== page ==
One can just about imagine the frustration Father Albert Lacombe must have felt back in 1862 as he wrung the mud and water of the Sturgeon River out of his boots for the umpteenth time.
The St. Albert mission had just been founded, and the settlers were trickling in. But that trickle was barred by the mighty Sturgeon, which ran right through the middle of it.
“Imagine you had a cart full of goods you were trying to move from one side to another and the mud you’d have to cope with,” said Joanne White, curator of the MusĂ©e HĂ©ritage Museum.
If St. Albert was to grow, it needed a way to get people and goods across this waterway.
So Lacombe built a bridge – the first such bridge in Canada west of the Great Lakes. That bridge’s successor at Perron Street spans the river at almost the exact same spot today, and may even have some of its ancestor’s bones beneath it.
St. Albert’s history is all around us if we think to look for it. As Canada approaches its own sesquicentennial, the Gazette will examine elements of this city’s past are still here, in some form, today.
St. Albert was a colony of maybe 20 homes in the early 1860s, almost all of which were on the north side of the Sturgeon, White said. If you wanted to cross, you either had to swim, ride a horse, push a scow, or wait until it froze.
“Accessibility equalled settlement,” White said.
“By having better trails, roads, and bridges, things like that, settlers were able to come and that’s what started to open up the west.”
Lacombe must had known this in 1862, a year when the Sturgeon was swollen and very dangerous to cross, reports St. Albert’s official history book, The Black Robe’s Vision. Lacombe called on the Hudson’s Bay Corp. at Fort Edmonton to back his construction of a bridge, promising to give their staffers free use of it if they did.
Lacombe then turned to his flock for the labour.
“My friends, I am through crossing the river, walking in mud on the bank and pushing the scow,” he said one Sunday during mass, reports the Black Robe’s Vision.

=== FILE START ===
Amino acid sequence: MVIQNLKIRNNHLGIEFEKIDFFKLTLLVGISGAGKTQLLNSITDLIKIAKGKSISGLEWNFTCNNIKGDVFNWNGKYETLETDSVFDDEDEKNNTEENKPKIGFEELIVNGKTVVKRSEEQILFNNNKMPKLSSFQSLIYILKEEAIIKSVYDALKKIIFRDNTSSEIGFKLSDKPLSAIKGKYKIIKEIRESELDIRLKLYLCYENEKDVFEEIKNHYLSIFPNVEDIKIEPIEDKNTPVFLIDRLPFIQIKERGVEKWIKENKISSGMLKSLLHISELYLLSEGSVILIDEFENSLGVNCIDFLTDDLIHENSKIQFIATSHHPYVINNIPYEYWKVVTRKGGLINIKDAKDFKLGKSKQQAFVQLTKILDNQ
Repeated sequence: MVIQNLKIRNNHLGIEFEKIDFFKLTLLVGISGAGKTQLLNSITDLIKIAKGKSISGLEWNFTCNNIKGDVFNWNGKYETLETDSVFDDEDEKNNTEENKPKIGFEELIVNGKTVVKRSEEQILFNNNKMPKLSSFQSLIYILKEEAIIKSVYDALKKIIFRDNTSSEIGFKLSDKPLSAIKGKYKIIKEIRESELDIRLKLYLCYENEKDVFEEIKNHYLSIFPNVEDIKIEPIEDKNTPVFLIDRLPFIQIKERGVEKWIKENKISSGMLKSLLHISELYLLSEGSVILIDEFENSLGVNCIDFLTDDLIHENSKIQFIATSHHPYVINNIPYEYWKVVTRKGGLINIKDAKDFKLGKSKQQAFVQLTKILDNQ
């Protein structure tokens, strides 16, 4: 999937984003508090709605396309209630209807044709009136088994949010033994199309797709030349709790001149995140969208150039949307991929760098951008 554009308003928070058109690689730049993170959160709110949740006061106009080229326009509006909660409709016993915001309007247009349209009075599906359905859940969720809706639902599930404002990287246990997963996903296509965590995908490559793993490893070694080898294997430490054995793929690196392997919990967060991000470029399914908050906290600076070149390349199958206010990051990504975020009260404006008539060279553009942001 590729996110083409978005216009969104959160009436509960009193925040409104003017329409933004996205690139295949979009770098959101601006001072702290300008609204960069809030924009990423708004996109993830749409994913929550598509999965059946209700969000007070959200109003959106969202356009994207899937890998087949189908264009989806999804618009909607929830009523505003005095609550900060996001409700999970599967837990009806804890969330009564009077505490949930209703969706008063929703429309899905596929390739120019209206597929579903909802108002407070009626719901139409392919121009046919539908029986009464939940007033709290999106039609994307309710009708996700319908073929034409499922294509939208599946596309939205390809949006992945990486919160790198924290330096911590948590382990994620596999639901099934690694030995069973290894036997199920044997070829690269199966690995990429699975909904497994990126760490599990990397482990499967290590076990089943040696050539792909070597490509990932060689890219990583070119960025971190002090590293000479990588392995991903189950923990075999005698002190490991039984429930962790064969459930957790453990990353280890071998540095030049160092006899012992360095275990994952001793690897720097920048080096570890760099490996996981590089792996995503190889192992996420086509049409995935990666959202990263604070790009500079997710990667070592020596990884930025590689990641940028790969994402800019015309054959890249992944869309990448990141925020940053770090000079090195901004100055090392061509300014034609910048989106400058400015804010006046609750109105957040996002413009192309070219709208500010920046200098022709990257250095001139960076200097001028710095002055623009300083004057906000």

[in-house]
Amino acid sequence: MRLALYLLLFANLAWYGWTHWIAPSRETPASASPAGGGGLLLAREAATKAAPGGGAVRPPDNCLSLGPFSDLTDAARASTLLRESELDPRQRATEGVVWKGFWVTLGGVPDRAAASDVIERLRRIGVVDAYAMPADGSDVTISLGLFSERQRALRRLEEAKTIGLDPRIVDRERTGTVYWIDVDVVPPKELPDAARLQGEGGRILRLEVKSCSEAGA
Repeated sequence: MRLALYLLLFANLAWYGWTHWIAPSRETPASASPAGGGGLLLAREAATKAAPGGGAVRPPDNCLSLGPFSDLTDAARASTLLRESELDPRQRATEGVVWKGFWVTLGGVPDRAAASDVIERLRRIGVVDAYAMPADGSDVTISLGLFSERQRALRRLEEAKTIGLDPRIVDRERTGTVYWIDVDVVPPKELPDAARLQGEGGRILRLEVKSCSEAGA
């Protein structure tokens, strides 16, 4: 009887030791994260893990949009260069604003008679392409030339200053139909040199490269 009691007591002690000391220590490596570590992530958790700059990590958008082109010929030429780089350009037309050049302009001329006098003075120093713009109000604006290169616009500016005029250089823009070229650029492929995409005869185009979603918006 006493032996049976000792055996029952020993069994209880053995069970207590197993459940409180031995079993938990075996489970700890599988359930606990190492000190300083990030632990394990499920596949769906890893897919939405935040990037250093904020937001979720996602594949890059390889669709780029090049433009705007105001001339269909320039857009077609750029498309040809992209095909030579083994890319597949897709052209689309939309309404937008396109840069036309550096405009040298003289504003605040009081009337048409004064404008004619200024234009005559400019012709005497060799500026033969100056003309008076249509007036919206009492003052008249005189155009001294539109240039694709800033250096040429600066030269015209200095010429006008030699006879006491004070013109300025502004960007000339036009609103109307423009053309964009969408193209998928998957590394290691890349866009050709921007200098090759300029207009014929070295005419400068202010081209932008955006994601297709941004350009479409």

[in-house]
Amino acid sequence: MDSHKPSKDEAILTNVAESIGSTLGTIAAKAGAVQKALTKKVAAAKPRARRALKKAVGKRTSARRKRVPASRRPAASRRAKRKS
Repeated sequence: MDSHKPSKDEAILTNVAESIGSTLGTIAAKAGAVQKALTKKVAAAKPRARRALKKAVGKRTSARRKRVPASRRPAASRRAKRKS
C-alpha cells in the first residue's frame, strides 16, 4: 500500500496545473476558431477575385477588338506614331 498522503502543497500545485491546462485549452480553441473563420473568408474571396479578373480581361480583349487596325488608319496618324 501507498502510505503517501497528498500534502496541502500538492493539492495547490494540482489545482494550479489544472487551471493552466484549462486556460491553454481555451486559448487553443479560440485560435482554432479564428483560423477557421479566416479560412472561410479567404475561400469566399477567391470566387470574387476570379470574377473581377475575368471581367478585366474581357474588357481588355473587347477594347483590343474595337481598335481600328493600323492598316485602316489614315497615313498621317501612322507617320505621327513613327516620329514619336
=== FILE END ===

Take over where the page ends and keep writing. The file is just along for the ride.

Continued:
“I’ll build me a bridge. All those who help me, will cross over it free. The others will not. I will have a man there to watch.”
No surprise, then, that pretty much everyone in town showed up the next day with saws, ropes, axes, and horses, ready to work.
Lacombe directed them to build a bridge that was 200 feet long and 15 wide (about 61 by 4.5 metres), and supplied them with tea, pemmican, and encouragement.
“As the frame and trestlework emerged, people came to watch at the chosen sight and shake their heads in disbelief,” St. Albert historian Florence Pitre-Lefebvre writes in the Gazette.
After a few days of labour, it was done. The bridge became a major tourist attraction, with peopling coming for miles to see it. The Black Robe’s Vision reports that one First Nations man was so impressed at being able to cross the river without touching water that he tried to camp on the bridge.
Baptiste Galarneau was the first toll operator of the bridge, charging five cents per crossing except on evenings and weekends. That rose to 10 cents if you had a cart and 25 if you had a team of horses, said Roy Toomey, education programmer at the MusĂ©e.
That’s a lot of dough, suggests Bank of Canada spokesperson Josianne MĂ©nard. Depending on how you crunch the numbers, a five-cent toll in 1862 would be $5 to $9.15 in 2016 dollars.
Not everyone was a fan of the bridge, the Black Robe’s Vision reports. Hudson’s Bay governor James Dallas was furious when he learned of it and ordered it destroyed, but his underlings wisely left it in place.
Mother Nature was another critic, and washed the bridge away completely in 1875, necessitating its reconstruction, historian Arlene Borgstede writes in the Gazette.